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Medical Records

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NEWS
March 7, 2013 | By Richard Lavinthal
About 20 percent of America is suffering from a poor "credit health history" due to widespread inaccuracies in their data reported by at least one of the big three reporting agencies, the Federal Trade Commission announced recently. Some inaccuracies have caused unjustified higher fees for borrowing. But at least Americans can easily spot problems in their financial reports. They may be difficult or impossible to fix, but those records have to be provided to consumers. There are far more important records that may contain dangerous, inaccurate data, but aren't available anywhere: our personal medical files.
SPORTS
July 10, 2015 | John Smallwood, Daily News Sports Columnist
YOU MIGHT THINK journalistic integrity would be a simple concept - something covered almost immediately in Journalism 101 and then beaten into every reporter's head forever after. To be honest, on some level that is exactly what happens. The problem is that "journalistic integrity," just like regular integrity, sometimes falls into those hazy shades of gray that do not present a universal definition. In almost every case, journalistic integrity comes down to a few opinions decided by an individual reporter and the directors of the news entity that person works for. Something viewed as pushing the envelope by one news organization could be no big deal by another, or way out of bounds by a third.
NEWS
September 6, 1996
Americans have the right to detailed information about the health of presidential candidates before they put one of them in the Oval Office. And they deserve updates after that. Bill Clinton shortchanged the public as a candidate four years ago, and he is doing it again now. He seems to think that his robust appearance, backed by sunny words and skimpy details from his spokesman, will suffice. It won't. The health of his 73-year-old opponent, Bob Dole, has been documented by medical records released last year, and further explained in an interview Mr. Dole's doctor gave to a medical reporter for The New York Times.
BUSINESS
December 1, 2012 | By David Sell, Inquirer Staff Writer
Electronic medical records are considered by many health-care experts an essential tool in eventually providing better and more cost-efficient health care for Americans, but the implementation process is still in its infancy and has teething pains, as explained in a government report released Thursday. The Centers for Medicare and Medicaid (CMS) have provided financial incentives for doctors and hospitals to implement effective electronic records. According to CMS records, 51 hospitals in Pennsylvania and 15 in New Jersey have received payments, as have 3,798 Pennsylvania doctors and 2,135 of their colleagues in New Jersey.
BUSINESS
February 23, 2014 | By Harold Brubaker, Inquirer Staff Writer
The HealthShare Exchange of Southeastern Pennsylvania, a nonprofit formed to facilitate the electronic sharing of medical records among hospitals, doctors and insurers, has established its first link, between the University of Pennsylvania Health System and Crozer-Keystone Health System. The development, announced last week by HealthShare officials, was a big step in the highly fragmented Philadelphia-area health-care market, because the exchange could eventually close expensive information gaps that lead to redundant testing and other waste.
NEWS
May 10, 2005 | By Chris Mondics INQUIRER WASHINGTON BUREAU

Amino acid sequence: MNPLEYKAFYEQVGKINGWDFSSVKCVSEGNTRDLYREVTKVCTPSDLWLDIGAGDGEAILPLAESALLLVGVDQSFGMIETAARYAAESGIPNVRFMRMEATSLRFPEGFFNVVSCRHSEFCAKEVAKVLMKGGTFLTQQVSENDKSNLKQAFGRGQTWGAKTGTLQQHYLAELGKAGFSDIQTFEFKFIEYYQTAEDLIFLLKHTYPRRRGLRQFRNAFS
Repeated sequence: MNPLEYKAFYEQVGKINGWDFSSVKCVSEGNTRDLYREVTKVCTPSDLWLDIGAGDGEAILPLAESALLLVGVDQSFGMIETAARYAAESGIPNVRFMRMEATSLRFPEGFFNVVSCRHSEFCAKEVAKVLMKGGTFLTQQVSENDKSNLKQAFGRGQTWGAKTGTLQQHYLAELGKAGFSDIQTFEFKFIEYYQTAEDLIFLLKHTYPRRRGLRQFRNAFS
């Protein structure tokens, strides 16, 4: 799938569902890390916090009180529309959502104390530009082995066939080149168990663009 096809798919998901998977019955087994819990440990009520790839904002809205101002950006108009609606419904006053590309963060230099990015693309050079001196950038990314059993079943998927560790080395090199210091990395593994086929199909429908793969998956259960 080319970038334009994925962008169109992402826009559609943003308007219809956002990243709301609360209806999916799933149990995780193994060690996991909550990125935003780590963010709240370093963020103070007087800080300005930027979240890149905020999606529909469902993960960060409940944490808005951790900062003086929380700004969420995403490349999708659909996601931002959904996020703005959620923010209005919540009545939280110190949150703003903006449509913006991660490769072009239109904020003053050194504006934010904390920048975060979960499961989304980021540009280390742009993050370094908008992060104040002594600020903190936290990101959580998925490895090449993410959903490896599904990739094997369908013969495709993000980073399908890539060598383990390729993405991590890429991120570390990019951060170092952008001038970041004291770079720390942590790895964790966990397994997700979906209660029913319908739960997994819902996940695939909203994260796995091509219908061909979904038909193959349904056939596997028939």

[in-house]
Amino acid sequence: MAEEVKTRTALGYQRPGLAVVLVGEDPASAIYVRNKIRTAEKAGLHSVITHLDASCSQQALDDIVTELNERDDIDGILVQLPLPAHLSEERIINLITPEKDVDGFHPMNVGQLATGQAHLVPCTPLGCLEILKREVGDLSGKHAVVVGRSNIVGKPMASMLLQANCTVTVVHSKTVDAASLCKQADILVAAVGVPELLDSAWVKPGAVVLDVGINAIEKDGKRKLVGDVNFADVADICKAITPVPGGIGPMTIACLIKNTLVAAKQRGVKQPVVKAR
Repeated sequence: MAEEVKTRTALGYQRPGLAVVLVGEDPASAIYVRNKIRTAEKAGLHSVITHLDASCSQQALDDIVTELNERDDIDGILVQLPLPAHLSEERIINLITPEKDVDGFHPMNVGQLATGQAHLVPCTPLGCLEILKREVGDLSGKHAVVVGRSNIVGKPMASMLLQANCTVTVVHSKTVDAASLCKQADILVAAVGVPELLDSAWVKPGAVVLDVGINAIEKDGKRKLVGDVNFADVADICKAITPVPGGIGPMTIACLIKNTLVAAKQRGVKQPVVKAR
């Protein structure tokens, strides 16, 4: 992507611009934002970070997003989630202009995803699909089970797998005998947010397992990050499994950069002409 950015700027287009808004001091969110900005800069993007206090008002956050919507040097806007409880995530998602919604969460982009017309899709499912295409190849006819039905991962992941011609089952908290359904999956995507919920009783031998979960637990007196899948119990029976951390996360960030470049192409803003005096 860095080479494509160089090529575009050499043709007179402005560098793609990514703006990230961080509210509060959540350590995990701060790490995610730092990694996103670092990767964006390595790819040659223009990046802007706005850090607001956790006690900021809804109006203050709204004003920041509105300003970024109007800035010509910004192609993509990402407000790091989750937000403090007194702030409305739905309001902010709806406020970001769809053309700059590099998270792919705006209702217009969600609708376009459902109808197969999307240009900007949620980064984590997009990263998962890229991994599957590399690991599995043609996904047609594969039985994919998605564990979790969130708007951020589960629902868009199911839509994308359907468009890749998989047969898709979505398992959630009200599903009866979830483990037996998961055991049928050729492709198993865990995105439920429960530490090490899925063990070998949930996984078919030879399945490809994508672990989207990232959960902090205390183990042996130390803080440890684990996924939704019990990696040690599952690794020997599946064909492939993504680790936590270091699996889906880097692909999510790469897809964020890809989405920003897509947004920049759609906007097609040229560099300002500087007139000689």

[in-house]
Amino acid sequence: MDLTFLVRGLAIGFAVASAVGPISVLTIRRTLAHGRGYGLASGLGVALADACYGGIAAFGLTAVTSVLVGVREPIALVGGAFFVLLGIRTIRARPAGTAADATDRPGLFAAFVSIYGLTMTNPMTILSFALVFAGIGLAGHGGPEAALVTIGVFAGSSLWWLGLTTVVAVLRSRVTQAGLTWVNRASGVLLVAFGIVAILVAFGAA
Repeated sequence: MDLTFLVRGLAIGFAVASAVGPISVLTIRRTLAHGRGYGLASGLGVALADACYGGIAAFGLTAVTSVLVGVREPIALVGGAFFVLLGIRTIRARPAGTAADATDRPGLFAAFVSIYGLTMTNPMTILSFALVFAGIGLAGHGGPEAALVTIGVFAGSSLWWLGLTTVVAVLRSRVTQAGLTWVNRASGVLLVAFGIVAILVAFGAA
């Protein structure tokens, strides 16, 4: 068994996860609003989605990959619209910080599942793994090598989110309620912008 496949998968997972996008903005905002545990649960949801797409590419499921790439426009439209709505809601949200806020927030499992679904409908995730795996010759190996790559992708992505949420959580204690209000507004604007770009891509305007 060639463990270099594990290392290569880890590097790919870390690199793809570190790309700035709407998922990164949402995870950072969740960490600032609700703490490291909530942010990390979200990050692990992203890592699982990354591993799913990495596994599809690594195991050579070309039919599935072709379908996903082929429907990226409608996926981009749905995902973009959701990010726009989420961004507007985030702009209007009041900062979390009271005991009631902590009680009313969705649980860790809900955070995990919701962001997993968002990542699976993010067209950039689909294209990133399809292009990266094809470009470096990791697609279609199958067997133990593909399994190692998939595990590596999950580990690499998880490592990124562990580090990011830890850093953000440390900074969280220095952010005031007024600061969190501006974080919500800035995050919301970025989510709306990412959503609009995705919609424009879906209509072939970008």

Patients can now create their own online medical records, receive electronic health alerts tailored to their ailments, and exchange e-mail with their doctors free of charge, under a service unveiled yesterday. The for-profit venture, called iHealthRecord, is part of an ongoing trend toward converting patient records, many of which still are maintained on paper, to the Internet. Health-care economists say conversion of patient records to databases linked to the Internet would save billions of dollars and greatly improve patient care by, among other things, helping to avoid medical errors.
NEWS
March 6, 1994 | By Robert S. Boyd, INQUIRER WASHINGTON BUREAU
Picture this: A man is found unconscious and rushed to the emergency room. Doctors fish in his wallet and find his Social Security number. They punch the number into a huge computer network with access to the medical records of every American. Within seconds, the doctors know all about the man - every allergy, diagnosis and treatment he's ever had. Now picture this: Potential employers, insurance companies or political adversaries punch that same Social Security number, tap into that same network - and find out about the man's drinking habits, his vasectomy and his psychoanalysis.
BUSINESS
February 4, 2015 | By Harold Brubaker, Inquirer Staff Writer
Cerner Corp., of North Kansas City, Mo., said Monday that it completed its $1.3 billion purchase of Malvern's Siemens Health Services, joining two rivals in the rapidly changing field of health-information technology. Cerner offered jobs to all but a few of the roughly 2,800 Siemens employees in Malvern, with 95 percent to 97 percent of them accepting the offers, said Dick Flanigan, a senior vice president at Cerner. "We wanted to maintain and build upon much of the work that's been done by the Malvern team," Flanigan said, adding that the deal included Siemens' corporate campus.
NEWS
March 13, 2015 | By Michael Boren, Inquirer Staff Writer
Paulsboro Mayor Jeffery Hamilton was on several medications for bronchitis and hypertension, and had had a beer and a shot on the night he was arrested in Woolwich Township for drunken driving, his attorney said Wednesday. Charles Block told a judge he wanted an expert to review Hamilton's medical records to determine whether the mix of alcohol and medications influenced Hamilton's actions and made him appear intoxicated. Municipal Court Judge Jason D. Witcher in Carneys Point, where the case was moved to avoid a potential conflict, granted the request.
ENTERTAINMENT
August 14, 2012 | By Mitchell Hecht, For The Inquirer
Question: Can you comment on a report that chronic Ambien users are three times more likely to die of a heart attack? Answer: That's not exactly what the online-only British Medical Journal study reported. It reported that researchers compared the medical records of 10,529 people who received Ambien, Restoril, Lunesta, a sedating antihistamine like Benadryl, or some other sedative like Xanax for sleep with 23,676 who did not receive any sleeping pill over an average period of 21/2 years.